A Lot of Data to Celebrate But More to Do

Blog Post
Oct. 3, 2016

Every September, the Census Bureau releases their annual report on income, poverty and health insurance coverage. This year’s report, which was released in September, revealed upward progress in all three of these key areas, including a drop in poverty from 14.8 percent of Americans in 2014 to 13.5 percent in 2015. This was the biggest decline in poverty that the U.S. has seen since 1968. However, that same report contains startling data about children in America; 14.5 million live in poverty and the majority are children of color.

While campaigning for Hillary Clinton last month, President Obama thanked himself after touting the accomplishments discussed in the report. “This is a big deal: More Americans are working. More have health insurance. Incomes are rising. Poverty is falling. And gas is $2 a gallon,” said Obama.  Robert Greenstein, founder and President of the Center on Budget and Policy Priorities, said that this report is the best annual income and poverty report he's seen in decades.

The details of the report reveal that after years of no significant gains, the median household income in 2015 was $56,500, up 5.2 percent from the previous year.  According to the Census Bureau, this is the fastest annual growth on record. Notably, lower-income households saw the largest income gains in percentage terms.   

As mentioned above, the poverty rate in the United States fell by 1.2 percentage points, the sharpest one-year decline in almost 50 years. According to the report, there were 43.1 million Americans living in poverty in 2015, 3.5 million fewer than in 2014. The poverty rate among children was 19.7 percent, down from 21.1 percent in 2014. Poverty rates for African-Americans and Hispanics also went down. As explained in an article in the Atlantic, this progress is “in part due to job and income gains and (at least based on the supplemental measure) non-cash assistance from things such as housing vouchers or food stamps.”

During the same time period, the number of Americans with health insurance rose. In 2015, the percentage of people without health insurance coverage was 9.1 percent, down from 10.4 percent in 2014.  In fact, the reported uninsured rate was the lowest on record, largely because of expanded access through the Affordable Care Act.  

The report also found that the pay gap between men and women shrank to the lowest level on record. However, the increase is not statistically significant ― the average woman working a full-time, year-round job in 2015 made just 80 percent of what a man did, a slight improvement from last year’s 79 percent.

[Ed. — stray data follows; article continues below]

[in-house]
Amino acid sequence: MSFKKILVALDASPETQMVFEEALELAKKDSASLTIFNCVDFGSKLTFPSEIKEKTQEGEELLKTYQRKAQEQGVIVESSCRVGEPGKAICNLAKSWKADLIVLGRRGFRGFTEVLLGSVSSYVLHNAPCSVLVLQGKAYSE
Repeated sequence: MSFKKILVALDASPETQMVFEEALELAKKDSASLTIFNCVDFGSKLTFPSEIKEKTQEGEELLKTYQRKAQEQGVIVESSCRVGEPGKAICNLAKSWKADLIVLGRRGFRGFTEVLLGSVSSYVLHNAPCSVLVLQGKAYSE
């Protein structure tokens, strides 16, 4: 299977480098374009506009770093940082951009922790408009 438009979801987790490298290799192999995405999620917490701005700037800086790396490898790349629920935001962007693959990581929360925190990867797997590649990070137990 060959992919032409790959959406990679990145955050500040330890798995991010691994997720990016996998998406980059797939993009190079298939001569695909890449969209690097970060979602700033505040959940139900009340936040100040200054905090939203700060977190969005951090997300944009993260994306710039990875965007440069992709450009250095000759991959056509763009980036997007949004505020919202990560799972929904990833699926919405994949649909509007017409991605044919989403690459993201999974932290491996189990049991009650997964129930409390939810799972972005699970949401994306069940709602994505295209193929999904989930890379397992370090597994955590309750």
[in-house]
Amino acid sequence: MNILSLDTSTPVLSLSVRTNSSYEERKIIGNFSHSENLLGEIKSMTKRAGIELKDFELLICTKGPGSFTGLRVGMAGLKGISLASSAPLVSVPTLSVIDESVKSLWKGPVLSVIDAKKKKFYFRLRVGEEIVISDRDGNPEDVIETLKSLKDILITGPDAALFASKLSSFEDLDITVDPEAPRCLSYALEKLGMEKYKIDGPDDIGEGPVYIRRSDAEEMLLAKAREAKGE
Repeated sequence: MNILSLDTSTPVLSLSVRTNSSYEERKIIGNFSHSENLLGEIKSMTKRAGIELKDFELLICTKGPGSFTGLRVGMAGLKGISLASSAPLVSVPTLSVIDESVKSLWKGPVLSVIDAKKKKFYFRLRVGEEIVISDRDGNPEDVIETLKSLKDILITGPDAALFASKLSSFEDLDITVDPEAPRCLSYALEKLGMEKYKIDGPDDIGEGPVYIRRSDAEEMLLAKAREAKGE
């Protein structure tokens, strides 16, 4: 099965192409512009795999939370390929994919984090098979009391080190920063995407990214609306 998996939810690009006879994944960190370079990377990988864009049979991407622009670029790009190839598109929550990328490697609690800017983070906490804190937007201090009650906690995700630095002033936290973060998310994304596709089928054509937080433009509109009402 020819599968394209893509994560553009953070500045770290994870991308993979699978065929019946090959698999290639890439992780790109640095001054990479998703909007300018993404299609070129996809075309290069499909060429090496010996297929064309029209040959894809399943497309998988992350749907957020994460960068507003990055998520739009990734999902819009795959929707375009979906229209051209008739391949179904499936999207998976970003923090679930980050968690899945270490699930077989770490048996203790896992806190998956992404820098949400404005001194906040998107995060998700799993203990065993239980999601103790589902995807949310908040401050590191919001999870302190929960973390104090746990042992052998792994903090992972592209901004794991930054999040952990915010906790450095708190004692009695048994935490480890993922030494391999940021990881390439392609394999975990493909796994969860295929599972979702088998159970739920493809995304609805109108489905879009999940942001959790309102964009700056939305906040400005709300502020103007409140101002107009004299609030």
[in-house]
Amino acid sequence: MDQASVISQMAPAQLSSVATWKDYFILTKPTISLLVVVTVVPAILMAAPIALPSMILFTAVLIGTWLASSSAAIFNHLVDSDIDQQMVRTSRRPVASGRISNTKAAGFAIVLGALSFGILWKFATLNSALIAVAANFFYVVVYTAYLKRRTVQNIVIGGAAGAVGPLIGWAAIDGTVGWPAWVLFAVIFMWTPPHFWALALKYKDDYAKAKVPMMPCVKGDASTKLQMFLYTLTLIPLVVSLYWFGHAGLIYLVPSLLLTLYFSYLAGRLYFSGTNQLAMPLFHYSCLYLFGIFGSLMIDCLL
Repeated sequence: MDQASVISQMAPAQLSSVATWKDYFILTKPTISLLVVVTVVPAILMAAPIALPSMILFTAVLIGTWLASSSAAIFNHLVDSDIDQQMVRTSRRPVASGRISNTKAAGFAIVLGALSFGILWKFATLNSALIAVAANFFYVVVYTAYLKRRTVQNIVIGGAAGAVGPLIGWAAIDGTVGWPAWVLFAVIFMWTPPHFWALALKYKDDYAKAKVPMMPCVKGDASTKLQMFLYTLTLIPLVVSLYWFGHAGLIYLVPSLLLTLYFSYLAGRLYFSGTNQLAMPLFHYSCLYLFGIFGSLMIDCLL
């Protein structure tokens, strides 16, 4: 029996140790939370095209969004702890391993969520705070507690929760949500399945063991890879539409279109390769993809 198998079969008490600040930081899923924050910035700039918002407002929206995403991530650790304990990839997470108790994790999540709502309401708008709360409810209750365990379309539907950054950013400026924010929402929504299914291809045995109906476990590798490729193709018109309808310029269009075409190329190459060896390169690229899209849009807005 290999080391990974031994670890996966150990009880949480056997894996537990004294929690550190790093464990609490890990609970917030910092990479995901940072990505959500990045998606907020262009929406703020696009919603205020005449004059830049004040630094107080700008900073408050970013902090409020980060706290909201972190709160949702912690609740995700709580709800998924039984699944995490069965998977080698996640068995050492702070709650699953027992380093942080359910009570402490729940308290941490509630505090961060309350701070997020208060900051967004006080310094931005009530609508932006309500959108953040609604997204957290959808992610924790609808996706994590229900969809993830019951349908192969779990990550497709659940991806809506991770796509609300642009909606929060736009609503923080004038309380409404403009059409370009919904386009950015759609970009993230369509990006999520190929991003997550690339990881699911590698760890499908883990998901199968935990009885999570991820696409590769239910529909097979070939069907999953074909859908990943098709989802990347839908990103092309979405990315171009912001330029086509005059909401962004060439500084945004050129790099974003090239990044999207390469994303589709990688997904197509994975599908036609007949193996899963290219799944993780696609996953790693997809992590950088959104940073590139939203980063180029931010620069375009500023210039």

While the new data are good news, it is important to also note that disparities in economic security remain substantial. For example, median incomes remain 1.6 percent lower than in 2007 and lower still than the income peak that occurred in 1999. “The poor and the median full-time worker and household were better off at the end of Bill Clinton’s Administration than they are today,” Sheldon Danziger, president of the Russell Sage Foundation, said in a statement.

Also, the fact that 43.1 million Americans are living in poverty today is still a shockingly high number.  Especially troubling is that America’s children and young adults have the highest poverty rates, with 14.5 million children living in poverty in 2015.  Within that group, children and young adults of color are far more likely to be poor than white children. The data shows that in 2015, one-third of black children and 28.9 percent of Hispanic children lived in poverty, compared to 12.1 percent of non-Hispanic white children. For these children, the odds continue to be stacked against their success.  As I have mentioned in other posts, this high percentage of children living in poverty is especially concerning, given that growing up in poverty is one of the greatest threats to healthy child development.

An important takeaway of the report is to recognize the successes certain national programs have had in cutting poverty and helping large numbers of Americans. Notably, the report shows that in 2015, refundable tax credits like the Earned Income Tax Credit (EITC) and the Child Tax Credit (CTC) lifted 4.8 million children out of poverty. The SNAP food assistance reduced overall poverty by 1.4 percentage points and raised 4.6 million people out of poverty. We must acknowledge the critical difference that public policy can make and build upon these current successes.

Certainly, the report shows the positive developments that American families have made as the recovery continues to strengthen. However, one good year does not make up for years of stagnation and many working families still have a long way to go before reaching prosperity. Hopefully, this report will keep the momentum moving forward as we fight to address issues such closing the significant inequality gap, and the earnings gap between the sexes.